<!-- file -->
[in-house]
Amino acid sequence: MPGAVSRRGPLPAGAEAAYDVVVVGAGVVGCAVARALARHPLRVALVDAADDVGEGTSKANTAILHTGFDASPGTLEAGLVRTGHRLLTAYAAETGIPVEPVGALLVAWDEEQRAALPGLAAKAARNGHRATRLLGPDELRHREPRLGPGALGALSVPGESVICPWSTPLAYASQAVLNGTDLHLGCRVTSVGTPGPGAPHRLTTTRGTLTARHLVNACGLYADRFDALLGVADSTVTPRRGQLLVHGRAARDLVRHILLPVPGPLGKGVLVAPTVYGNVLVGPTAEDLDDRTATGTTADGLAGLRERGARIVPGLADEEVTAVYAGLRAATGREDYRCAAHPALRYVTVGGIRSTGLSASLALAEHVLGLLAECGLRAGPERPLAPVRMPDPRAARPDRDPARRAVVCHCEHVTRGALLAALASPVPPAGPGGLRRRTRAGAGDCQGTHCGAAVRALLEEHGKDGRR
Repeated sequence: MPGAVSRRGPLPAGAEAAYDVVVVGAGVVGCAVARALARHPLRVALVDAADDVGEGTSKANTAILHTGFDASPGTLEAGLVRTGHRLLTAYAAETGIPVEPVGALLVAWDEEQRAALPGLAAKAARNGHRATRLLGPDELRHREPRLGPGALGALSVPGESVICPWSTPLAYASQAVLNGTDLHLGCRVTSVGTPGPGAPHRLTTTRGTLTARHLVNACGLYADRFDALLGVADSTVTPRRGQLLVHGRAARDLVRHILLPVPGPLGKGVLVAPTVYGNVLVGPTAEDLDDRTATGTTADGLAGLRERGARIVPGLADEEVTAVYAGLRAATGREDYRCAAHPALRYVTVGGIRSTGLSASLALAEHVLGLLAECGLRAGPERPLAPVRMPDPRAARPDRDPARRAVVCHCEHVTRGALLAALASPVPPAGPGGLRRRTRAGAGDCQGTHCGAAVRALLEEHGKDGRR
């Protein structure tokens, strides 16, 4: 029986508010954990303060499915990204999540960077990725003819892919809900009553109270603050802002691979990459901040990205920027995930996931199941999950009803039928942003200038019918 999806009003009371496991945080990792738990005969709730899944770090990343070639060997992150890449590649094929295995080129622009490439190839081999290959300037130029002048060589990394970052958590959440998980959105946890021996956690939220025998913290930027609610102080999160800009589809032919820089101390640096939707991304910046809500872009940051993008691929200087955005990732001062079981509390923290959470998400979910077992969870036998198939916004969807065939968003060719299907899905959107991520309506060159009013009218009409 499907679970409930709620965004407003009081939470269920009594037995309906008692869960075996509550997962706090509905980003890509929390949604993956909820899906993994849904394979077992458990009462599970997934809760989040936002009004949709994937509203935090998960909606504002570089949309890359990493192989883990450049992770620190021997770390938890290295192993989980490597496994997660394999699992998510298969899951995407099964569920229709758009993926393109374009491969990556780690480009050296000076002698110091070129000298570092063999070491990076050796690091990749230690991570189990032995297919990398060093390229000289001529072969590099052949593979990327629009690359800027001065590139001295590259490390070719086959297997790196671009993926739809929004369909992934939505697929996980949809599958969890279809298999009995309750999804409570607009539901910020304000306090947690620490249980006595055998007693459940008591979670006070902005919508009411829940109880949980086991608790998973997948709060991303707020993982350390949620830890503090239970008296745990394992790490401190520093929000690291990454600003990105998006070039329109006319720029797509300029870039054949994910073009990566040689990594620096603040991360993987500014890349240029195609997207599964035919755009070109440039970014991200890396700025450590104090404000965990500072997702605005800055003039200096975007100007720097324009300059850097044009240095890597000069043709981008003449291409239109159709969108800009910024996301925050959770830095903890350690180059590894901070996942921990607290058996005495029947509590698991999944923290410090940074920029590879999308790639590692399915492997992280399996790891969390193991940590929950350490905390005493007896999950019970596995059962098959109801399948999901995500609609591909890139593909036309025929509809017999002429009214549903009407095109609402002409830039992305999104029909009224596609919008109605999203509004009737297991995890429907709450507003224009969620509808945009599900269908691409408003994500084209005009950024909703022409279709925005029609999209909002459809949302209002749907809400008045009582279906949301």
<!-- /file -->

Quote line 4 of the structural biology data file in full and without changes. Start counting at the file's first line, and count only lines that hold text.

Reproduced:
């Protein structure tokens, strides 16, 4: 029986508010954990303060499915990204999540960077990725003819892919809900009553109270603050802002691979990459901040990205920027995930996931199941999950009803039928942003200038019918 999806009003009371496991945080990792738990005969709730899944770090990343070639060997992150890449590649094929295995080129622009490439190839081999290959300037130029002048060589990394970052958590959440998980959105946890021996956690939220025998913290930027609610102080999160800009589809032919820089101390640096939707991304910046809500872009940051993008691929200087955005990732001062079981509390923290959470998400979910077992969870036998198939916004969807065939968003060719299907899905959107991520309506060159009013009218009409 499907679970409930709620965004407003009081939470269920009594037995309906008692869960075996509550997962706090509905980003890509929390949604993956909820899906993994849904394979077992458990009462599970997934809760989040936002009004949709994937509203935090998960909606504002570089949309890359990493192989883990450049992770620190021997770390938890290295192993989980490597496994997660394999699992998510298969899951995407099964569920229709758009993926393109374009491969990556780690480009050296000076002698110091070129000298570092063999070491990076050796690091990749230690991570189990032995297919990398060093390229000289001529072969590099052949593979990327629009690359800027001065590139001295590259490390070719086959297997790196671009993926739809929004369909992934939505697929996980949809599958969890279809298999009995309750999804409570607009539901910020304000306090947690620490249980006595055998007693459940008591979670006070902005919508009411829940109880949980086991608790998973997948709060991303707020993982350390949620830890503090239970008296745990394992790490401190520093929000690291990454600003990105998006070039329109006319720029797509300029870039054949994910073009990566040689990594620096603040991360993987500014890349240029195609997207599964035919755009070109440039970014991200890396700025450590104090404000965990500072997702605005800055003039200096975007100007720097324009300059850097044009240095890597000069043709981008003449291409239109159709969108800009910024996301925050959770830095903890350690180059590894901070996942921990607290058996005495029947509590698991999944923290410090940074920029590879999308790639590692399915492997992280399996790891969390193991940590929950350490905390005493007896999950019970596995059962098959109801399948999901995500609609591909890139593909036309025929509809017999002429009214549903009407095109609402002409830039992305999104029909009224596609919008109605999203509004009737297991995890429907709450507003224009969620509808945009599900269908691409408003994500084209005009950024909703022409279709925005029609999209909002459809949302209002749907809400008045009582279906949301």